The Smithsonian Museum of African Art is resisting calls to take down an exhibit because of its affiliation with comedian Bill Cosby, who has been accused of sexual misconduct by dozens of women.
The “Conversations” exhibit features 109 African artworks from the museum and 62 African-American art pieces from Bill and Camille Cosby’s collection, including a number of quilts.
“Quilts tell a story of life, of memory, of family relationships.” This quote headlines the wall of memory-filled quilts that is visible immediately from the first staircase at the museum.
Jean Steele, an African-American art collector and acquaintance of the curator, explains the arrangement of the art is meant to create a conversation of sorts, between contemporary and historical African artists and African-American artists.
“I think if they get here, the art will engage them and they won’t have to worry about [the scandal] too much,” Steele said. Her visiting sister-in-law commented that despite her shock at Cosby’s scandal, she doesn’t relate the art with his personal life.
Cosby, 78, has denied allegations from numerous women who have accused the entertainer of sexual assault and rape.
The earliest alleged incidents took place in the mid-1960s, and with many alleged to have been drug-facilitated. Court documents show Cosby admitted under oath that he obtained quaaludes to give to women with whom he wanted to have sex. But he has insisted these encounters were consentual.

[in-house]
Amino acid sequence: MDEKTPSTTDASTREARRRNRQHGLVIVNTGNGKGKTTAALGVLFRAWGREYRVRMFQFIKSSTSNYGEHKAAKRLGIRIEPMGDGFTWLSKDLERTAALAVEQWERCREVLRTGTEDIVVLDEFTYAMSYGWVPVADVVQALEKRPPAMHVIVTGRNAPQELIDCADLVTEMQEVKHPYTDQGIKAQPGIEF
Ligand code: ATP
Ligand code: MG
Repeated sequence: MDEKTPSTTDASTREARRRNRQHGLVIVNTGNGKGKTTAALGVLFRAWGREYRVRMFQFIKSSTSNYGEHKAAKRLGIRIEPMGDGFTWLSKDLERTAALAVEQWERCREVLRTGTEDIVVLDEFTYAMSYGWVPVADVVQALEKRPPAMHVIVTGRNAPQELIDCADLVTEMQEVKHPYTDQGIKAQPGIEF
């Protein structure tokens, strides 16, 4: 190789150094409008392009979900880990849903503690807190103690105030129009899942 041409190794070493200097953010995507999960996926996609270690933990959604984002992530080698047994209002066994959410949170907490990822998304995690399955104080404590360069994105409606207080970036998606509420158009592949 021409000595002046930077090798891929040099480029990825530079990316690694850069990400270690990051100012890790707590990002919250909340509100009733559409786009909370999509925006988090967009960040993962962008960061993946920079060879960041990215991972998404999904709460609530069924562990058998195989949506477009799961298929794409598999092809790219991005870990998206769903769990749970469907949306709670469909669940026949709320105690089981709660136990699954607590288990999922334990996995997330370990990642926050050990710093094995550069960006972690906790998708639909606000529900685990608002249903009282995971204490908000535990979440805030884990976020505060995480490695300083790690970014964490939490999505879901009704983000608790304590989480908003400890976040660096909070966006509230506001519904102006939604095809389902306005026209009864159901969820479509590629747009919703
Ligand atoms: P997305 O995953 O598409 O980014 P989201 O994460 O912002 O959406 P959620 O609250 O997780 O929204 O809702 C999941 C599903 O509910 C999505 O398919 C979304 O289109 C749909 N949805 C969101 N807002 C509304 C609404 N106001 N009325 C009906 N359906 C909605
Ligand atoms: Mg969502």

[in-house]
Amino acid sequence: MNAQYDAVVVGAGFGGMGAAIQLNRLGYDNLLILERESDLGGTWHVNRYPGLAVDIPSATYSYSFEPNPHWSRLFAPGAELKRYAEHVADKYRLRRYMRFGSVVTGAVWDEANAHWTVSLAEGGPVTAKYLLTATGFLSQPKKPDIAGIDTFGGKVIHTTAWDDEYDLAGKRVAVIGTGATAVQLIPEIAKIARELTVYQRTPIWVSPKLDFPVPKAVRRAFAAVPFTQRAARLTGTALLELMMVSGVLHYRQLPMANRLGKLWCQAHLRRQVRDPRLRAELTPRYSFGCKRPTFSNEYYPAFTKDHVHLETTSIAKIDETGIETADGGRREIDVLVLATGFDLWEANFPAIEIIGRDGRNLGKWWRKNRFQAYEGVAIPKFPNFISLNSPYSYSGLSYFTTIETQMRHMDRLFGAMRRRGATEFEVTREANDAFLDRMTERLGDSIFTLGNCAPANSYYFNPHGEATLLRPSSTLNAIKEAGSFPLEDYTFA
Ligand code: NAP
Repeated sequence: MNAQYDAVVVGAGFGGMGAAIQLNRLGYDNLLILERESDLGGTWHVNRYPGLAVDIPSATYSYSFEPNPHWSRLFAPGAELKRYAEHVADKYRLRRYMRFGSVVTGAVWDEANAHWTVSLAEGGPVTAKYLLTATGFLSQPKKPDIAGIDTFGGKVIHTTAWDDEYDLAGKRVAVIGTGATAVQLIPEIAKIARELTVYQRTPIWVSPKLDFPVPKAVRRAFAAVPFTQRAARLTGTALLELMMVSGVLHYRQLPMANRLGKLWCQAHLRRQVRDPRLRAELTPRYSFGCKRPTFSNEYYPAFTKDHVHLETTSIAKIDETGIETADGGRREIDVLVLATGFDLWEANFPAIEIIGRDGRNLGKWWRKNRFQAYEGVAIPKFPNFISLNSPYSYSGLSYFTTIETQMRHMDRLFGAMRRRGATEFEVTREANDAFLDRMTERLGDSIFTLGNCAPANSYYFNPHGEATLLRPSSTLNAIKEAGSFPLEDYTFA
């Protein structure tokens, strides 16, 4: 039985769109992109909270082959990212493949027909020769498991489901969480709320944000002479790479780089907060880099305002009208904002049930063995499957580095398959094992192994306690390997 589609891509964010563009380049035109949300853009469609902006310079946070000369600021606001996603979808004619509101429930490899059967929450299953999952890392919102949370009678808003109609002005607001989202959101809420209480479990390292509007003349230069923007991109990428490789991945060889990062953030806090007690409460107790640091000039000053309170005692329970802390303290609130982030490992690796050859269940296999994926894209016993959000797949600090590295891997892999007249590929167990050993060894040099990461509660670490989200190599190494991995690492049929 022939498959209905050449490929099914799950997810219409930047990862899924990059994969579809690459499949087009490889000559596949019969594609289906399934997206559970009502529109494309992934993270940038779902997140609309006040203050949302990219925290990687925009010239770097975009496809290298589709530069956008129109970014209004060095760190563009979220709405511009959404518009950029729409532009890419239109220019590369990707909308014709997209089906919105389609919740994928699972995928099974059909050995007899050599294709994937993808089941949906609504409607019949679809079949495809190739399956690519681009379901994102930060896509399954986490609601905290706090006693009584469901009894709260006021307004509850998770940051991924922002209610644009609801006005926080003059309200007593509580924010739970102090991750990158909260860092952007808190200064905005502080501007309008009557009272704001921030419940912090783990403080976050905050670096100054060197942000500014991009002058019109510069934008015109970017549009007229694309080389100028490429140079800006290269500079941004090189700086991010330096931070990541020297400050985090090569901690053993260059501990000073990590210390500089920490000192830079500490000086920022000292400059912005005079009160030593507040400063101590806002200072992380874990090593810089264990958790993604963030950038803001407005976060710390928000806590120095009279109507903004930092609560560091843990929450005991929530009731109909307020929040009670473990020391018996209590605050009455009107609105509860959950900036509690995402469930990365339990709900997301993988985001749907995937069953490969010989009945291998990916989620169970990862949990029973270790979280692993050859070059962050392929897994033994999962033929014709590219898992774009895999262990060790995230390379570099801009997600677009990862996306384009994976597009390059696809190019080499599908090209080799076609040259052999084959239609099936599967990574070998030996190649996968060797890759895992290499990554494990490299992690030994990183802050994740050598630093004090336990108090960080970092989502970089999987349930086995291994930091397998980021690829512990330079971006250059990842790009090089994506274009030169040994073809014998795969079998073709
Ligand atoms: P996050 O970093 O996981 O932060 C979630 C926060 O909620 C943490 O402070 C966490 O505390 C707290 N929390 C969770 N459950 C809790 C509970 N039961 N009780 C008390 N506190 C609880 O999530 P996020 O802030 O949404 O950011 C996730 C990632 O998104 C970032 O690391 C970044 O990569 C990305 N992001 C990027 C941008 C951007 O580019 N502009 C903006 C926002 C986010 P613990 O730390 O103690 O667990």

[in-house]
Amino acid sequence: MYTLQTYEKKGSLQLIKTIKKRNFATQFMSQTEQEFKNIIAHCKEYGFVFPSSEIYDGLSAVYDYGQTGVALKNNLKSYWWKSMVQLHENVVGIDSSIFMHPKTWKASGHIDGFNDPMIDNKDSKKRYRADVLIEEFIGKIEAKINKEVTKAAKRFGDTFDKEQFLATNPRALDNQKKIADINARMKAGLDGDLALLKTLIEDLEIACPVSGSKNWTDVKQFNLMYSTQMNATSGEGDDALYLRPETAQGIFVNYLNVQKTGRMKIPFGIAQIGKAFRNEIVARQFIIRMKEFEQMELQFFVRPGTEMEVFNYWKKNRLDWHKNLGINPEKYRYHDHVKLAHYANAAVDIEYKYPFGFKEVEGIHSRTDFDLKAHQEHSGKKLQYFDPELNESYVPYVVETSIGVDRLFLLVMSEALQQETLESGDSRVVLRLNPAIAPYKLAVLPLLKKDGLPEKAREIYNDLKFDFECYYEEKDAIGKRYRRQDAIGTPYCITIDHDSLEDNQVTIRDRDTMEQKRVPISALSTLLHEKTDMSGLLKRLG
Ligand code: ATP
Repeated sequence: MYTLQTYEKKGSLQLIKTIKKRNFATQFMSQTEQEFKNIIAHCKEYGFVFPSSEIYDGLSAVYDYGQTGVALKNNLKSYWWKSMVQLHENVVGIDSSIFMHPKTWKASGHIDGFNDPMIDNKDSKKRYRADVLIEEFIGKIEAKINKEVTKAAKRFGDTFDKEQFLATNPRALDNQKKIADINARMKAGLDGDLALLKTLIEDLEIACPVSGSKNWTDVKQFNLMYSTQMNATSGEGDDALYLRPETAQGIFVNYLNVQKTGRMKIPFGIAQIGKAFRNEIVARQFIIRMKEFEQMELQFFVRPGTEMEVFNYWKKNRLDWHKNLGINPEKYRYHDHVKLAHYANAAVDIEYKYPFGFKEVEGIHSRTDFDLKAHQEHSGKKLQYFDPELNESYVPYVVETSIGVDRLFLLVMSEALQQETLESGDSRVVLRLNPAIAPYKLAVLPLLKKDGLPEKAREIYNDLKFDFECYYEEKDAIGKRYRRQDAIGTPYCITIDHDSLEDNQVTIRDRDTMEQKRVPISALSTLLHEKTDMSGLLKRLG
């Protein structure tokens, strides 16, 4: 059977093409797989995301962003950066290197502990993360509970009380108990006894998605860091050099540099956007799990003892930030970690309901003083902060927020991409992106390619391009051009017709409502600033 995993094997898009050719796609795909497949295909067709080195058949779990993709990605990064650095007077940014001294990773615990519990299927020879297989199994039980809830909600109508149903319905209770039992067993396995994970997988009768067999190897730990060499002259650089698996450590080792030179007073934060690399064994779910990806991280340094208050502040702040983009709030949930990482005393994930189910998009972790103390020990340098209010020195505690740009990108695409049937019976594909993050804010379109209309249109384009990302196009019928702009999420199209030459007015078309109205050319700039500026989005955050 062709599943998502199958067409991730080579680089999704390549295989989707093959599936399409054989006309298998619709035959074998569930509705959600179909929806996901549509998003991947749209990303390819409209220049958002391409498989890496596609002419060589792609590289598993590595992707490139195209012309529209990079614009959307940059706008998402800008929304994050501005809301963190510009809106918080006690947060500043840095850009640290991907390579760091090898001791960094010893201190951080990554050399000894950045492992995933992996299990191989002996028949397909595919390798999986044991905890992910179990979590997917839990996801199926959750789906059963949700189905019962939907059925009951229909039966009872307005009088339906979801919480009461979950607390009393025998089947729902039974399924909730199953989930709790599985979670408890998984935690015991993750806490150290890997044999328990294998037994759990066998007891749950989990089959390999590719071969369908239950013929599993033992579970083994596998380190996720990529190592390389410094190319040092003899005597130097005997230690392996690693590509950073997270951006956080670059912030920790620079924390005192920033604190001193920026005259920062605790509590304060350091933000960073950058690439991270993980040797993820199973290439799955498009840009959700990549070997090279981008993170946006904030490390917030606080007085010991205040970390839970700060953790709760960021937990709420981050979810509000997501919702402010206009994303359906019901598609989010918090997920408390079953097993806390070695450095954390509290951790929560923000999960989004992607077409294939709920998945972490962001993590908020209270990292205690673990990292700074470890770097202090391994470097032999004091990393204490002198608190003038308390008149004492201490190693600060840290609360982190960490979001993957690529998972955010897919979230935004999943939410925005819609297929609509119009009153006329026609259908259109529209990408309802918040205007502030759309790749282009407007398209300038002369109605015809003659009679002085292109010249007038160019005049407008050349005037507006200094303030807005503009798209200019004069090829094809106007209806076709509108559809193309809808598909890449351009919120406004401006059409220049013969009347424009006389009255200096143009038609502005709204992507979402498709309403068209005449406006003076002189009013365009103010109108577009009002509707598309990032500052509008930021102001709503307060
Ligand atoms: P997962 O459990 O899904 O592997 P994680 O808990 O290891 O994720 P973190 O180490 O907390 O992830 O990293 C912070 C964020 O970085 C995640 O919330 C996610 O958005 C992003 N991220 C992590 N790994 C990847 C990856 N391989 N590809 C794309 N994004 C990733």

The scandal motivated art collector Romella Arnold to visit the museum in case the exhibit was removed. According to The Associated Press, the Smithsonian has received about 35 emails with requests to take it down. Some emails have even included threats to withdraw memberships and donations.
The museum emphasizes that it “in no way condones Mr. Cosby’s behavior,” in a sign posted before the entrance. The sign also reminds visitors the exhibit is not about the Cosbys, but about the art. Visitors are welcome to comment in a guest book.
A tourist from Dhubai, Anna Valerie, who was unfamiliar with the Cosby scandal, described the exhibit as representing Africa's “long and bitter history" and the "struggle and pain of an entire nation.”
Arnold said that exposure to African American artists like James Bearden and Elizabeth Catlett from the Cosby’s collection is necessary because of the historical context.
The exhibit has been open since November 9, 2014 and will be on display until January 24, 2016.